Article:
On Oct. 1, however, Eric Klee, a Senior Vice President, Secretary, and General Counsel of AMI delivered some bad news via email to Frommer: “Thank you for sending over your launch plan and instructions… We reviewed the information [and have]… decided not to move forward with Jerrick Media on this project.”

Frommer was clearly irked: “Not even a courtesy call to give us some feedback?” he emailed Pecker.

Meanwhile, Frommer also was not hearing back from Cohen regarding the interview with Trump.

On October 5, Frommer emailed Michael Cohen at 8:41 P.M: “I appreciate the effort, but it seems for Mr. Trump’s schedule it will be difficult, if not impossible to get an interview. Thanks for the effort. Good luck with the campaign.”

Only eleven minutes later, Cohen emailed back: “No, no… relax. I am on it and will make it happen.”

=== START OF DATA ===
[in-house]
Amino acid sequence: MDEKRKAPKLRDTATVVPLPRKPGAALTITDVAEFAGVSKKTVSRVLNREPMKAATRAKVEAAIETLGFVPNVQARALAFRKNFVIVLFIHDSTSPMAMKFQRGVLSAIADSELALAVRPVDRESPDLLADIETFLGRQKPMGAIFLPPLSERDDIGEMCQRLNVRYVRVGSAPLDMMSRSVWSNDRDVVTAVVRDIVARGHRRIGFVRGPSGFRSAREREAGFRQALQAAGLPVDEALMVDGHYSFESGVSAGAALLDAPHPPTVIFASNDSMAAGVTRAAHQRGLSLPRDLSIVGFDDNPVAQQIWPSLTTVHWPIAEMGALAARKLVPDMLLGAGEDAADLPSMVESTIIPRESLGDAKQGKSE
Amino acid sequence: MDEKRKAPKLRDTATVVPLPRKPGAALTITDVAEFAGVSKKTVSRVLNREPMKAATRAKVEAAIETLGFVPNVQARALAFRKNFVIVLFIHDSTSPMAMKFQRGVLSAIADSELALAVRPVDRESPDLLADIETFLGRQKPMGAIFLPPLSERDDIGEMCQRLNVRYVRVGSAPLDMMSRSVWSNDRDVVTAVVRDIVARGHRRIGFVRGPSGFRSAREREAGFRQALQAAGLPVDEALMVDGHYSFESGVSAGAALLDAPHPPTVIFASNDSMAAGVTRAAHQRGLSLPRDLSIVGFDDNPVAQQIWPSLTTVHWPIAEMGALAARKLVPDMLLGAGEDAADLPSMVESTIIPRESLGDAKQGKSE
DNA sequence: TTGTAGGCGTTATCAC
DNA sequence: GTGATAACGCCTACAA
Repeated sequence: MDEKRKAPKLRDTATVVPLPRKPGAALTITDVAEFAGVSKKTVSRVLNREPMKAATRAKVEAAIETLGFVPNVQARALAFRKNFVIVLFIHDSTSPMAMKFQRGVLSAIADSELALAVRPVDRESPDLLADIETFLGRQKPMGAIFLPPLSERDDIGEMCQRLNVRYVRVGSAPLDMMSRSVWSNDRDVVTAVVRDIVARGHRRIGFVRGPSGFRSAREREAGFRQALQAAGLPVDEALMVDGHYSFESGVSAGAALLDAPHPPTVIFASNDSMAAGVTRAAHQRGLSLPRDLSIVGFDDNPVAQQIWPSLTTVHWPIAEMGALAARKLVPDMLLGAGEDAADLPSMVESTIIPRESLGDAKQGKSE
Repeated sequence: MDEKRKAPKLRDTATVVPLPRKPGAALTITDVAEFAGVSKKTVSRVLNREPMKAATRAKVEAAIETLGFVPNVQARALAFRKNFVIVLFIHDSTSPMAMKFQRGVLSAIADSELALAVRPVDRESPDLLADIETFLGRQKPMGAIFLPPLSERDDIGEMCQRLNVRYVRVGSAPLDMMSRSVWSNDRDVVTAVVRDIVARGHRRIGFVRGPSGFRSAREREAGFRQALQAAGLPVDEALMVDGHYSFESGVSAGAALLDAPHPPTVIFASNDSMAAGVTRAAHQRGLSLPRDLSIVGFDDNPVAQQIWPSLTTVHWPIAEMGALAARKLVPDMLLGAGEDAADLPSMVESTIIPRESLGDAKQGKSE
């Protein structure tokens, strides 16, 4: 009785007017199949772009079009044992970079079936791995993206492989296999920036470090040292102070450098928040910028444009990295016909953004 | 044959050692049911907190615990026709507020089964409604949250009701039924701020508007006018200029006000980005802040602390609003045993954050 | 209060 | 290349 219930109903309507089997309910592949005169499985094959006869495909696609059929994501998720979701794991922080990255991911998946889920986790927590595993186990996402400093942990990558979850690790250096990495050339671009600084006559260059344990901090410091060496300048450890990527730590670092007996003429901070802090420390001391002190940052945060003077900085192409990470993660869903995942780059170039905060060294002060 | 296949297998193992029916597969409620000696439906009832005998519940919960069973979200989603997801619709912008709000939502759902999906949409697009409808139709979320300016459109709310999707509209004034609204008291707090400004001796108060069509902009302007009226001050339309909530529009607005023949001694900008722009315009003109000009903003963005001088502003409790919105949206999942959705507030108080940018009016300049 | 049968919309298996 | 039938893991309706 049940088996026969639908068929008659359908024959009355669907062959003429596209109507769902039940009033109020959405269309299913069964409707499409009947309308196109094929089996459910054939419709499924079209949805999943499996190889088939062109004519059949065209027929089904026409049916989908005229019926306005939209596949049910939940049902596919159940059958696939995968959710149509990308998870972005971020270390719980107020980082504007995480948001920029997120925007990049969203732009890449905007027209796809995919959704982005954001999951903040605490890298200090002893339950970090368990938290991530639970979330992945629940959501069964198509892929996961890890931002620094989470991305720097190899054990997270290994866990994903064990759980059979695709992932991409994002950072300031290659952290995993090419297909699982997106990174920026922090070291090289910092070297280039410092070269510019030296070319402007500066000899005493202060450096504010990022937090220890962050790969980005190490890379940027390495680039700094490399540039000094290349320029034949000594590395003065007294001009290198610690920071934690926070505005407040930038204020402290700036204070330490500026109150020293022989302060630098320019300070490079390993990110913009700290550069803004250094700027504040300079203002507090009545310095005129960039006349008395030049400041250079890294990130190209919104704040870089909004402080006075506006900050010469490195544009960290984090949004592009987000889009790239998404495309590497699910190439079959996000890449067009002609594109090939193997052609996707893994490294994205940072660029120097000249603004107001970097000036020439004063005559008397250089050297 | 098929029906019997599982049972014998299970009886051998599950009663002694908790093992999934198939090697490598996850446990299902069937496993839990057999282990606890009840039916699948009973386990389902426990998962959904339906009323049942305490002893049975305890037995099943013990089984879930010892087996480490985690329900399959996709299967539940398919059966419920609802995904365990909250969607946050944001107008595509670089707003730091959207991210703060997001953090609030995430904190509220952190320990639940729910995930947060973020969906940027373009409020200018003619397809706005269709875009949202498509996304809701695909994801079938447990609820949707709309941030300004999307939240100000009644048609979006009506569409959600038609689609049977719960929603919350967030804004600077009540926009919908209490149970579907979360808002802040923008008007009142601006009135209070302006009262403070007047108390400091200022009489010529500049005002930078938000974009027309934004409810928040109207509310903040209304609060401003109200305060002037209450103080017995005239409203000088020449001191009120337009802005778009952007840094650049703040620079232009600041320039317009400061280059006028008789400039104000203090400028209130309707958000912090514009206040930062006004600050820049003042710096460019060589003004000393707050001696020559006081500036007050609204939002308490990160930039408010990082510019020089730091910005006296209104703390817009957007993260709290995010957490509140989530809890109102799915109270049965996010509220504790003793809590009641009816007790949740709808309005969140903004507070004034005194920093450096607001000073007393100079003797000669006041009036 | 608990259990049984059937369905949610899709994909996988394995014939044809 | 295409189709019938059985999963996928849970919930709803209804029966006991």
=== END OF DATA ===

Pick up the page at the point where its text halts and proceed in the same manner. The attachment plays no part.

The two men have not spoken again.


–Murray Waas






















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New IBT story: Obama Administration Allegedly Not Protecting Incarcerated and Institionalized Children

From my new IBT story:

WASHINGTON — The Obama administration is failing to sanction states that house excessive numbers of teenagers and children in adult jails and prisons, placing them at greater risk for violent attacks, sexual assaults and suicide, two career Justice Department employees plan to testify Tuesday in front of a Senate panel.